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Old 11-30-2012, 04:23 PM   #58 (permalink)
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Wow hunter that is awesome! I'm just running out the door to work my dogs I will take a closer look when I get back.
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Old 11-30-2012, 04:39 PM   #59 (permalink)
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While that chart is nice...and it really is. none of it fits any of my dogs because there are a lot of grey areas. Or maybe I'm not understanding it correctly?
Explain the grey areas and I shall improve my chart
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Beschützer des Jägers v. Sportwaffen, HOT, IPO1, AD, CGC
Katya v. Hügelblick, HOT, IPO2, CGC
SG Aska v. Ketscher Wald, 2 x SchH3, Kkl 1
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Old 11-30-2012, 04:45 PM   #60 (permalink)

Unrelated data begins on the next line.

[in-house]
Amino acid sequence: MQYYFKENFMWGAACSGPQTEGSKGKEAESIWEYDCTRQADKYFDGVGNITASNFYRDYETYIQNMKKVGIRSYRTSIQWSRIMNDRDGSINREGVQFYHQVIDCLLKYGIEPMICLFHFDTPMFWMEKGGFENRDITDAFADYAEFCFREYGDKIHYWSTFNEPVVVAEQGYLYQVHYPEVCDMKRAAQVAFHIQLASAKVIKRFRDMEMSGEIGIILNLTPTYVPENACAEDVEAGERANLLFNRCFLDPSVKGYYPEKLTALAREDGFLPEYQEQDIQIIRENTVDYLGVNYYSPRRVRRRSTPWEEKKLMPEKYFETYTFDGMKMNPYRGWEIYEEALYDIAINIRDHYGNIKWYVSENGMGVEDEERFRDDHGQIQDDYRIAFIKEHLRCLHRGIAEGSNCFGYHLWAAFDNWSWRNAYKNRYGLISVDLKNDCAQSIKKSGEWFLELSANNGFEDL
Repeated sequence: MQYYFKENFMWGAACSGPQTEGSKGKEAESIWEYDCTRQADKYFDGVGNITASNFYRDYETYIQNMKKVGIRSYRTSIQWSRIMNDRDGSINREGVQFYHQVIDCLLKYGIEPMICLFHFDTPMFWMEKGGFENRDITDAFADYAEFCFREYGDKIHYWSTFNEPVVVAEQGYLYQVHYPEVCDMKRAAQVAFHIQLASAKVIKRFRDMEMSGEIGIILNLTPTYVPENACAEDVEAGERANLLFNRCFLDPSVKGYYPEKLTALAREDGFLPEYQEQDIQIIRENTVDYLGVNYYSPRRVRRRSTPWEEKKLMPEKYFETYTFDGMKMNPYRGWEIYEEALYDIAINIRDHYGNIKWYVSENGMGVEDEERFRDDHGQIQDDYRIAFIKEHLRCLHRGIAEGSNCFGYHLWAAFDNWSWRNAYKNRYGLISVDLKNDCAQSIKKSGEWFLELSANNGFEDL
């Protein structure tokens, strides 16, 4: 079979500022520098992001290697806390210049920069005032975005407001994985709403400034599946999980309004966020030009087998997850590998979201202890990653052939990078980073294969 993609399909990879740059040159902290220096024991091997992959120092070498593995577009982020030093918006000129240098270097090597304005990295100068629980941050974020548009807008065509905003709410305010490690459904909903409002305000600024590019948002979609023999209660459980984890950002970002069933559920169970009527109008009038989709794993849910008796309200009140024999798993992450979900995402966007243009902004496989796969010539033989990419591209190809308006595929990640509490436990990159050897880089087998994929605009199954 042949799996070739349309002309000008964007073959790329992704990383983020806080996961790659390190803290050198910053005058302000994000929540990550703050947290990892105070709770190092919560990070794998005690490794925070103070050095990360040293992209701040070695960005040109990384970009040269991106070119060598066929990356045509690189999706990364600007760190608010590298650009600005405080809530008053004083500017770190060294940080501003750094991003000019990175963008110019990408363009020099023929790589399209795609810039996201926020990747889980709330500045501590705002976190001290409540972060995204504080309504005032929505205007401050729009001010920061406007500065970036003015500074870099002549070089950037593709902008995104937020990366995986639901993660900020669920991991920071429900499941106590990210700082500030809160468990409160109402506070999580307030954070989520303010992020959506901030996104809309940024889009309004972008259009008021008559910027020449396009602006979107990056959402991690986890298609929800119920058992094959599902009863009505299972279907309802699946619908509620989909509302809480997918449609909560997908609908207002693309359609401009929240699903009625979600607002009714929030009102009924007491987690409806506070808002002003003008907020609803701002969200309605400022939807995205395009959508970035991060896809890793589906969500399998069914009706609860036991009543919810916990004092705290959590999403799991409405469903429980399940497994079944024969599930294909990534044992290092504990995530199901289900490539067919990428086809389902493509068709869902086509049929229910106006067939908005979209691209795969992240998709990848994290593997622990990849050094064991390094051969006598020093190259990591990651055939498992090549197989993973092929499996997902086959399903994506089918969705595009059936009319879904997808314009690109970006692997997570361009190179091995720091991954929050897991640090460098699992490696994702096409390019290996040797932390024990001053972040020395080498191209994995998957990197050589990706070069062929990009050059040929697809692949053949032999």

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I quite agree with you here but I also think that like everything, it depends on the dog. Lately I have been getting Nikon out for protection before his turn and I have him sit/down right there where he can clearly see and hear what is going on. He watches the dog before him do protection like he would sit at my feet while I'm watching HGTV. When it's his turn I tell him to fuss and we heel onto the field (sometimes around a little bit) and he must feel and be quiet until I say "pass auf". For me though it's not a demonstration of drive or balance or on/off switch or trying to get compliance under high distraction, but I'm actually doing it to cap him so that his drive level is higher. I'm doing it to bring him up rather than bring him down and having him maintain the obedience and control has actually helped bring him into a higher state of drive (and stay more in drive throughout his sessions) rather than squash drive for the sake of obedience and control (he has very good obedience during protection naturally, probably why this works so well for me). For some dogs though, I've seen the obedience overdone by the handler and the dog needs a chance to loosen up and in some cases will intentionally be allowed to drag the handler on the field. The thing is, I'm pretty sure all the dogs know the helper is there and know it's time for protection. They are already waiting to react and unless the dog is a total dud in protection it takes very little if anything to get a reaction. In fact some of the more "meh" dogs I've seen often come out screaming and dragging the handler around but then fizzle once there's any real confrontation involved.